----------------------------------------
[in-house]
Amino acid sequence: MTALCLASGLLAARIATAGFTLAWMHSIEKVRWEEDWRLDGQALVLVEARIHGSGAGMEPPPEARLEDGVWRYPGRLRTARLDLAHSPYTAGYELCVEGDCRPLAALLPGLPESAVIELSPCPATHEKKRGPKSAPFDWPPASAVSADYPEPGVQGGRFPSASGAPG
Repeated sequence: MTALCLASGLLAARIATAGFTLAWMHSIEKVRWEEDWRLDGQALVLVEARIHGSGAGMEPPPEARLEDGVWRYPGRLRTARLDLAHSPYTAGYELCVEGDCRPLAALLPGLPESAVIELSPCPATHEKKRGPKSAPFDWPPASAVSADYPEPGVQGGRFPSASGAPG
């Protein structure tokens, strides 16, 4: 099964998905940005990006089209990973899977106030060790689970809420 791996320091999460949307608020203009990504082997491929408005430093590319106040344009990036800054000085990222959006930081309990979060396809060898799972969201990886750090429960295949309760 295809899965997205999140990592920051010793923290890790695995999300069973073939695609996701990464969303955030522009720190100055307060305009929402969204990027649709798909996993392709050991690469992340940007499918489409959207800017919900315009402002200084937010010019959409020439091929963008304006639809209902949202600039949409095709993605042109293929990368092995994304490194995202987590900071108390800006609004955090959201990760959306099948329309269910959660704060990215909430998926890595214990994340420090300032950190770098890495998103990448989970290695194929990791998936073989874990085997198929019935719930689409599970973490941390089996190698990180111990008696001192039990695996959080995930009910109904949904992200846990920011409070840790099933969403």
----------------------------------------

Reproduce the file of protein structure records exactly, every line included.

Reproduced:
[in-house]
Amino acid sequence: MTALCLASGLLAARIATAGFTLAWMHSIEKVRWEEDWRLDGQALVLVEARIHGSGAGMEPPPEARLEDGVWRYPGRLRTARLDLAHSPYTAGYELCVEGDCRPLAALLPGLPESAVIELSPCPATHEKKRGPKSAPFDWPPASAVSADYPEPGVQGGRFPSASGAPG
Repeated sequence: MTALCLASGLLAARIATAGFTLAWMHSIEKVRWEEDWRLDGQALVLVEARIHGSGAGMEPPPEARLEDGVWRYPGRLRTARLDLAHSPYTAGYELCVEGDCRPLAALLPGLPESAVIELSPCPATHEKKRGPKSAPFDWPPASAVSADYPEPGVQGGRFPSASGAPG
């Protein structure tokens, strides 16, 4: 099964998905940005990006089209990973899977106030060790689970809420 791996320091999460949307608020203009990504082997491929408005430093590319106040344009990036800054000085990222959006930081309990979060396809060898799972969201990886750090429960295949309760 295809899965997205999140990592920051010793923290890790695995999300069973073939695609996701990464969303955030522009720190100055307060305009929402969204990027649709798909996993392709050991690469992340940007499918489409959207800017919900315009402002200084937010010019959409020439091929963008304006639809209902949202600039949409095709993605042109293929990368092995994304490194995202987590900071108390800006609004955090959201990760959306099948329309269910959660704060990215909430998926890595214990994340420090300032950190770098890495998103990448989970290695194929990791998936073989874990085997198929019935719930689409599970973490941390089996190698990180111990008696001192039990695996959080995930009910109904949904992200846990920011409070840790099933969403």